04 June 2021

Essays on Development Economics and International Trade in Colombia

The three essays composing Mauricio Alejandro Pinzon Latorre’s PhD thesis delve into topics related to the link between informal employment and formal credit markets, the effect of credit supply shocks on exports, and the relevance of exporter-importer matches on international trade. Although he focuses on Colombia, his analyses and findings are relevant for other developing economies, as he explains in this interview.

How did you come to focus your doctoral studies on financial development and international trade?

The first subject, financial development, is part of a research agenda that I started developing before joining the Institute. By contributing with academic and policy research studies, I have explored the role of financial access in enabling households and firms to achieve medium- and long-term projects and buffering adverse shocks in the short term. For my doctoral studies, I went one step further to study the interlinkage between access to finance and labour markets and between credit markets and exports. 

The second topic came up as part of an interest in delving into the study of globalisation and the internationalisation of the economies. Living in Geneva, a city with rich and highly technical discussions on international economics, particularly on international trade, facilitated my learning and exchanging with academics, policy advisors, and policymakers. Thus, I delved into the study of the features of exporter-importer relationships and their role in shaping international trade outcomes.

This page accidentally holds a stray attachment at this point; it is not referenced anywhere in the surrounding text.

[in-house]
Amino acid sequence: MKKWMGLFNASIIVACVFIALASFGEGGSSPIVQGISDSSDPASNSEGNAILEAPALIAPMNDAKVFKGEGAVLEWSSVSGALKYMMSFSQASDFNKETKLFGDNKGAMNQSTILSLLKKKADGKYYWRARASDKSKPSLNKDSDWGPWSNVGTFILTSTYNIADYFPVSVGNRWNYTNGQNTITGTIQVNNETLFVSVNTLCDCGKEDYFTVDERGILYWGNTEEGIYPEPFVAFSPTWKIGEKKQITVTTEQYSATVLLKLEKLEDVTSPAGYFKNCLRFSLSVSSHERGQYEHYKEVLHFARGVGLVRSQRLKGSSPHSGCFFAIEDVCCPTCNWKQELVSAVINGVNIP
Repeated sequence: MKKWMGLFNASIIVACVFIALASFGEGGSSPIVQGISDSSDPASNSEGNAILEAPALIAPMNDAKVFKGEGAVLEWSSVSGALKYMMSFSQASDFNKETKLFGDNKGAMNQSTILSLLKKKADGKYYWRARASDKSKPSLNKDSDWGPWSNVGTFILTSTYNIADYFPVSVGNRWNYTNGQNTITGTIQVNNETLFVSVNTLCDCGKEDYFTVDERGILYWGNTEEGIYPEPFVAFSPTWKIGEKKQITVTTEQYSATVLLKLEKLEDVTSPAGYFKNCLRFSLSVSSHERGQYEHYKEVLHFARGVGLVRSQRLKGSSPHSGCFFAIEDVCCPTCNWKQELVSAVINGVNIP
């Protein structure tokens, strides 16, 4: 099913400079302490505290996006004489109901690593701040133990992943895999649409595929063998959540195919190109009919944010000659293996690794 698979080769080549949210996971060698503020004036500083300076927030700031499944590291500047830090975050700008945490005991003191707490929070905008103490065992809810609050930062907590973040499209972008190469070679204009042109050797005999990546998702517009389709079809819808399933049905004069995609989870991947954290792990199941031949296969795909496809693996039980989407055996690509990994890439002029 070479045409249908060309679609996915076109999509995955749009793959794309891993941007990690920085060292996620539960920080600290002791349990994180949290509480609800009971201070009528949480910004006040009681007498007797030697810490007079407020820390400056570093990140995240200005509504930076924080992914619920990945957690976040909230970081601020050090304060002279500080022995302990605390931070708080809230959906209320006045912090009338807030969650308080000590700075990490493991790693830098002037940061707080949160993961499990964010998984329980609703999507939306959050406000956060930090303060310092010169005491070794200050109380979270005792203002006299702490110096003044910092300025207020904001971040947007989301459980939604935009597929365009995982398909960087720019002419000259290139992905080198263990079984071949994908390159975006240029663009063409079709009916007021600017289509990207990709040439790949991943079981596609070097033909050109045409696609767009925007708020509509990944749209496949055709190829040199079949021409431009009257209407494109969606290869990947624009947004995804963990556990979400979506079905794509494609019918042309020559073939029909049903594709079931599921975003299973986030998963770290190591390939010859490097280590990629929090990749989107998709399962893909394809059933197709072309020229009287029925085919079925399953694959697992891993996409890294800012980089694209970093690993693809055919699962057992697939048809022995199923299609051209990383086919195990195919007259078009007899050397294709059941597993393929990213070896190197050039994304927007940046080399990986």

Can you describe each of your three PhD essays?

Let me say first that although I used Colombian data in all three papers because the quality and granularity of the databases are outstanding, the addressed topics are relevant for other developing economies, and the analysis allows to discern further the characteristics and mechanisms observed in emerging economies. 

The first essay, titled “The Effect of Informal Employment on Household Bank Indebtedness in Colombia”, studies the impact of borrowing constraints on household financial planning. Mainly, I analyse the effect of informal employment on access and participation of households in the bank credit market in Colombia. Furthermore, I quantify the impact of informal employment on the household’s level of bank indebtedness. Since the level of indebtedness is only observable when the household has a loan, I follow a two-step correction to fix potential sample selection bias. I contribute to the literature on households’ borrowing constraints by exploring the less-studied role of informal employment as a determinant of household credit demand and by implementing an identification at a higher level of granularity to fix the sample selection issue. I find that informal employment makes a household less likely to have access to credit and also to take out a bank loan, vis-a-vis a household with formal employment. Furthermore, the results suggest that a Colombian household with an informal employee has between 15% to 33% less bank debt than a household with formal employment.